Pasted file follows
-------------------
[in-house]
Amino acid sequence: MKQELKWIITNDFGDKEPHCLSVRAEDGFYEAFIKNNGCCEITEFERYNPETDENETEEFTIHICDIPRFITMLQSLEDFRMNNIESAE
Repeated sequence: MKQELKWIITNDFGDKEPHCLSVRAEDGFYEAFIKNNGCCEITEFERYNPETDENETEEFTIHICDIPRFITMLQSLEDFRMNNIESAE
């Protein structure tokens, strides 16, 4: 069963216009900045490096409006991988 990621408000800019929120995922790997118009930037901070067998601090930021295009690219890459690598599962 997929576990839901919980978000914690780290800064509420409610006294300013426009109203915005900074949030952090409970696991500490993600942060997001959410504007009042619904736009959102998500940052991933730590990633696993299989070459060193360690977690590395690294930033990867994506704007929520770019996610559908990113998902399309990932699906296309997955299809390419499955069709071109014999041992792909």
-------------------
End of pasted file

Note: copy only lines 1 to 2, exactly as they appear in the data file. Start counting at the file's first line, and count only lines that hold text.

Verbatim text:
[in-house]
Amino acid sequence: MKQELKWIITNDFGDKEPHCLSVRAEDGFYEAFIKNNGCCEITEFERYNPETDENETEEFTIHICDIPRFITMLQSLEDFRMNNIESAE